Susan Maxwell Skinner was a member
of the Buckingham Palace press corps--a group of journalists
accredited by the palace and allowed to follow the royal family
wherever it goes--and covered Princess Diana and the royal
family for eight years. Skinner has recently written a book,
Diana, Memory of a Rose, and she spoke about her experiences
at the Campbell Library on Feb. 5.
Her presentation was a blend of photos, lecture and music,
as she said, "Diana regarded herself as a mother first
and the Princess of Wales second." Skinner, a New Zealander
who married an American and has lived in Sacramento for 12
years, says, "I wrote the book with the American culture
in mind. I wanted to portray Diana's humanitarian work and
her relationship with her boys, who were the center of her
Skinner says today she can speak more openly about covering
Diana's early years as a princess, but when she first left
the palace press corps she was more guarded about her experiences.
In her presentation Skinner told the audience how, only weeks
before Diana's death, Prince William asked his mother to tell
their convoy of drivers, speeding at 100 miles per hour, to
slow down, fearing someone would be killed. "Unfortunately
no one paid attention to his remark," Skinner says. "Imagine
if Diana had."
Skinner also says that as time goes by, she realizes her
experiences as part of the press and covering Diana are historically
important. "Only now do I realize how astonishing that
seems to some people," Skinner says.
Skinner told more than 30 Campbell residents in the audience
that Diana was the first member of the royal family to whom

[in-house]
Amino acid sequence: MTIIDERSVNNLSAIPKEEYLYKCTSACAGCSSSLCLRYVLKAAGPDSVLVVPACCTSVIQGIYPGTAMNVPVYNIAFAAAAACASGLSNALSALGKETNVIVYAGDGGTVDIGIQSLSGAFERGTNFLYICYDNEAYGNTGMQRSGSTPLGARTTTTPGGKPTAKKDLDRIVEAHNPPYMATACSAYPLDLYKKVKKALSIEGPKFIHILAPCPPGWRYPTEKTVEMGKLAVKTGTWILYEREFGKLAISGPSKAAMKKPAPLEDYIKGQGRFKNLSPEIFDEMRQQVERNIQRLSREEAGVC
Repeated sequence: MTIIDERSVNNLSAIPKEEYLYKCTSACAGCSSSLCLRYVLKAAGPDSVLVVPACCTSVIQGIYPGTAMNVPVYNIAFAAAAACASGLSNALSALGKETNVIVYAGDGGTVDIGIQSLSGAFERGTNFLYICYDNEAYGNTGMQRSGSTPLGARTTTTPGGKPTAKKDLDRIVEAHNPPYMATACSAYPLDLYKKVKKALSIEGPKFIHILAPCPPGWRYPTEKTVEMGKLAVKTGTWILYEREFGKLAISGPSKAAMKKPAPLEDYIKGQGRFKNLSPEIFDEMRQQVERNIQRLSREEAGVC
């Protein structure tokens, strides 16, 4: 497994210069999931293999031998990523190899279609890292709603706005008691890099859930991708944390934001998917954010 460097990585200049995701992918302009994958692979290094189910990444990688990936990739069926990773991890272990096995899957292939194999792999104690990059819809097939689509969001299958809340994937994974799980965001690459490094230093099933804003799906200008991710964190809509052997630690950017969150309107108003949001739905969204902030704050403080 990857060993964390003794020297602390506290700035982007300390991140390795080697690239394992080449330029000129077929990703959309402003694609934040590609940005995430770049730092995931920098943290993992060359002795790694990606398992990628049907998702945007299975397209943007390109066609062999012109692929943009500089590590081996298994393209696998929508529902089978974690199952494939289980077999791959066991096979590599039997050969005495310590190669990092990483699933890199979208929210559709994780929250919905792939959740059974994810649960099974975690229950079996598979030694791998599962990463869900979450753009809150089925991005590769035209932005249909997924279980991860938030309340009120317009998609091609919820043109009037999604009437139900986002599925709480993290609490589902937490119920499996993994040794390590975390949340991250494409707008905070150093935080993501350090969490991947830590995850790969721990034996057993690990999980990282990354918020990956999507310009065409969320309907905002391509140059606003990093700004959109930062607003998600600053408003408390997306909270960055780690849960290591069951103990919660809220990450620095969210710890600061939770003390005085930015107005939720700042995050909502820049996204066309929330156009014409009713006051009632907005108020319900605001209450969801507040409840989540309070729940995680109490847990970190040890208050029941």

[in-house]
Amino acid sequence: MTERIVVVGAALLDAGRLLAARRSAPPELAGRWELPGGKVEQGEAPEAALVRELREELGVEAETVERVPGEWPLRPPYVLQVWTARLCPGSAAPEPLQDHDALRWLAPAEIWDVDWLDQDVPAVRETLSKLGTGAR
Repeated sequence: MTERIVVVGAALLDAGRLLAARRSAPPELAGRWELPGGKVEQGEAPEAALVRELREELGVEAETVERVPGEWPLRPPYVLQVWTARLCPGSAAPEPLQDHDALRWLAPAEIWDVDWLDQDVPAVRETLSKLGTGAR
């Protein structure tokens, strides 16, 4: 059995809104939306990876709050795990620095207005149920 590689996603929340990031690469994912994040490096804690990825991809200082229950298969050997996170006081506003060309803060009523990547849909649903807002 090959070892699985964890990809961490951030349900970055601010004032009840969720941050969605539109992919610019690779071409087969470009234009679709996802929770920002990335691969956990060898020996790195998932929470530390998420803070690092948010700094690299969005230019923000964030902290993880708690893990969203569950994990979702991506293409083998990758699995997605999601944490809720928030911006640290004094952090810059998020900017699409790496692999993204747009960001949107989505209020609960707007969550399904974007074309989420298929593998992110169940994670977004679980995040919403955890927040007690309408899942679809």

people could relate and not think of as a distant figure.
She was the most hands-on of any royal mother and wasn't shy
about telling people her parenting experiences. It was a form
of candor that was unheard of before Diana married Prince
Charles, Skinner says.
Skinner also talked about touching moments between Diana
and Prince William, and how, even at the age of 6, Prince
William felt he had to protect his mother from scrutiny and
criticism. At the prince's sixth birthday, when Skinner asked
him what he would like to be when he grew up--if he wasn't
in line to be the king--the prince turned to Skinner and said,
"I'd like to be a policeman and look after Mummy."
"Diana struck a chord with ordinary people," Skinner
says. "I don't think it was engineered by her. She just
did what she could in the very best way she knew how, and
somehow she got it right."
Although Skinner says Diana was in no way a saint, through
her years of contact with Diana, Skinner believes she was
To illustrate her point, Skinner told the audience about
the time the press traveled to Calcutta, where Diana met Mother
Teresa. "I overheard Mother Teresa say to Diana, 'We
are both working for God. In your role you bring people light.'
I don't think Mother Teresa would have said that if she thought
Diana was a phony."
In a separate interview Skinner told The Campbell Reporter
that once the tabloids began following Diana and publishing
intrusive photos and stories, the "golden era of royal
The public's taste for all the dirty linen and the constant
invasion of Diana's privacy forced the rest of the media to
compete with that type of journalism, Skinner says.
"The public wanted to know non-newsworthy things, no
matter what," she says.